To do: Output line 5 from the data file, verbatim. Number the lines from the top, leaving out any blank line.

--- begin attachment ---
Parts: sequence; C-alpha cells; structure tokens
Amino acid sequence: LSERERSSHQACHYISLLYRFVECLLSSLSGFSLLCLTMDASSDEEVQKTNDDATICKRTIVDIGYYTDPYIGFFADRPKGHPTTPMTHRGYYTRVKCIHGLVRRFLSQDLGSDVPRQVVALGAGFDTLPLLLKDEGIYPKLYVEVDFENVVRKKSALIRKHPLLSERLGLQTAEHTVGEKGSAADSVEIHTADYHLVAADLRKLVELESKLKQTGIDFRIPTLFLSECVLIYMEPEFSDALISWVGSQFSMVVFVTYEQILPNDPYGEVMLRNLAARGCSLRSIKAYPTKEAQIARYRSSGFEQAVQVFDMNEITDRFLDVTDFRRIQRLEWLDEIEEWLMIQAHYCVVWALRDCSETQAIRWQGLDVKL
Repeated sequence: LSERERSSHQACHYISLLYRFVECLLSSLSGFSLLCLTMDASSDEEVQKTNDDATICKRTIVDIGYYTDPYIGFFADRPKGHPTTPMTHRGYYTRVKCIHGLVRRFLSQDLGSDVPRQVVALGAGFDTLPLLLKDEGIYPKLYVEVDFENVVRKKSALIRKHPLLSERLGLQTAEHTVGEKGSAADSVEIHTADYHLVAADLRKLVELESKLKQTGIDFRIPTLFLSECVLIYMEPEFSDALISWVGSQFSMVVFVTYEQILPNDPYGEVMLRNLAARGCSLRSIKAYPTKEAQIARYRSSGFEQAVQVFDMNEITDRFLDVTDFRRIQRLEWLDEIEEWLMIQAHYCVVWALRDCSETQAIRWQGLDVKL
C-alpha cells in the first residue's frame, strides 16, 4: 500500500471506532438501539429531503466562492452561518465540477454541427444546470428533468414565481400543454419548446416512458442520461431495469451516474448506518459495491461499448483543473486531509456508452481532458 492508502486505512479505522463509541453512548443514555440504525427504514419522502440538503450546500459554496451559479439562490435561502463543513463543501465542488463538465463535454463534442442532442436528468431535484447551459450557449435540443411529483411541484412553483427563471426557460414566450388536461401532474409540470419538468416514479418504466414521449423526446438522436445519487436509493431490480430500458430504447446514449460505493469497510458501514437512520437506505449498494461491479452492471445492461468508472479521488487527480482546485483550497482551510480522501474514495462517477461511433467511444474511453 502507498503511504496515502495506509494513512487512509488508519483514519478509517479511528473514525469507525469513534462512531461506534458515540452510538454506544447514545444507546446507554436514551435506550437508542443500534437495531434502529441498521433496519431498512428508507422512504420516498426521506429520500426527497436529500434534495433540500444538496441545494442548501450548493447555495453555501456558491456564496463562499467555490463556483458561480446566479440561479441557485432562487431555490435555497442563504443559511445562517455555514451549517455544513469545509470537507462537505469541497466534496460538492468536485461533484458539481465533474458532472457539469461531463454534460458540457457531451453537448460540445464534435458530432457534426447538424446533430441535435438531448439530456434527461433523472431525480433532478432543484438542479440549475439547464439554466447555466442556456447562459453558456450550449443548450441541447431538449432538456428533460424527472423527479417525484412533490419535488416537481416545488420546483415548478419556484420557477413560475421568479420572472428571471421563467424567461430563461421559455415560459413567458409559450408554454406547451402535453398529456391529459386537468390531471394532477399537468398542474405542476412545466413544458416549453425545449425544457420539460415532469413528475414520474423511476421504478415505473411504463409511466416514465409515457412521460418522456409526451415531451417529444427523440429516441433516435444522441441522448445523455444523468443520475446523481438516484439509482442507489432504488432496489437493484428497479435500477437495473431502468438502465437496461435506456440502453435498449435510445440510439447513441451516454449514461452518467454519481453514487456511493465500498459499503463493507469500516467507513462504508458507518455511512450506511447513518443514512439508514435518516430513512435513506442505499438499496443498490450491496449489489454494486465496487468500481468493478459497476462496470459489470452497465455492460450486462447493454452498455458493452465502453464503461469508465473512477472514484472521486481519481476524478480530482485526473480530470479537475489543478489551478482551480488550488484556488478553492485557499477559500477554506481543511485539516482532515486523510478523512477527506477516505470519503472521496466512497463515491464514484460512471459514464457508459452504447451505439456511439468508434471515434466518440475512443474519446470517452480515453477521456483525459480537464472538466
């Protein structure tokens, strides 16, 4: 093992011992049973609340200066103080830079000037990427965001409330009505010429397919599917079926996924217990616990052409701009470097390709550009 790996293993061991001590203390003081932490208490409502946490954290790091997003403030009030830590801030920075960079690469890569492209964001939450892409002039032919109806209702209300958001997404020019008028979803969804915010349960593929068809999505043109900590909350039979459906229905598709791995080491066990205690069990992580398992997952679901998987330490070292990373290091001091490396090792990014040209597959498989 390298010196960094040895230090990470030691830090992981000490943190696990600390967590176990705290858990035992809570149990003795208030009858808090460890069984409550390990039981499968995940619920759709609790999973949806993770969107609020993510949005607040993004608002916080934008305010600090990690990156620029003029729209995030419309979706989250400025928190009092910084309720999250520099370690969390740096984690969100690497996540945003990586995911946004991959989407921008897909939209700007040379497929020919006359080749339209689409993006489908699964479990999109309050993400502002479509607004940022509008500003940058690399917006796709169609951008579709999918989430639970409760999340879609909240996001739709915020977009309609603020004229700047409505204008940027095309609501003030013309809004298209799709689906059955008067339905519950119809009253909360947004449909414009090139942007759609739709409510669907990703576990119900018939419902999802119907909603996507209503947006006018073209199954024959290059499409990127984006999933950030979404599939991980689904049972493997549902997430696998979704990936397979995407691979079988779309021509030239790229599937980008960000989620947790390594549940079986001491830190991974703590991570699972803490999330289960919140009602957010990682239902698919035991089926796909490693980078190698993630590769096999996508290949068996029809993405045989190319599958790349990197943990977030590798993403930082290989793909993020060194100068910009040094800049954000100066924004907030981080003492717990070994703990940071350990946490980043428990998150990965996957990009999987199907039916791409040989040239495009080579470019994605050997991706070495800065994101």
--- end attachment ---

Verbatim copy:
């Protein structure tokens, strides 16, 4: 093992011992049973609340200066103080830079000037990427965001409330009505010429397919599917079926996924217990616990052409701009470097390709550009 790996293993061991001590203390003081932490208490409502946490954290790091997003403030009030830590801030920075960079690469890569492209964001939450892409002039032919109806209702209300958001997404020019008028979803969804915010349960593929068809999505043109900590909350039979459906229905598709791995080491066990205690069990992580398992997952679901998987330490070292990373290091001091490396090792990014040209597959498989 390298010196960094040895230090990470030691830090992981000490943190696990600390967590176990705290858990035992809570149990003795208030009858808090460890069984409550390990039981499968995940619920759709609790999973949806993770969107609020993510949005607040993004608002916080934008305010600090990690990156620029003029729209995030419309979706989250400025928190009092910084309720999250520099370690969390740096984690969100690497996540945003990586995911946004991959989407921008897909939209700007040379497929020919006359080749339209689409993006489908699964479990999109309050993400502002479509607004940022509008500003940058690399917006796709169609951008579709999918989430639970409760999340879609909240996001739709915020977009309609603020004229700047409505204008940027095309609501003030013309809004298209799709689906059955008067339905519950119809009253909360947004449909414009090139942007759609739709409510669907990703576990119900018939419902999802119907909603996507209503947006006018073209199954024959290059499409990127984006999933950030979404599939991980689904049972493997549902997430696998979704990936397979995407691979079988779309021509030239790229599937980008960000989620947790390594549940079986001491830190991974703590991570699972803490999330289960919140009602957010990682239902698919035991089926796909490693980078190698993630590769096999996508290949068996029809993405045989190319599958790349990197943990977030590798993403930082290989793909993020060194100068910009040094800049954000100066924004907030981080003492717990070994703990940071350990946490980043428990998150990965996957990009999987199907039916791409040989040239495009080579470019994605050997991706070495800065994101």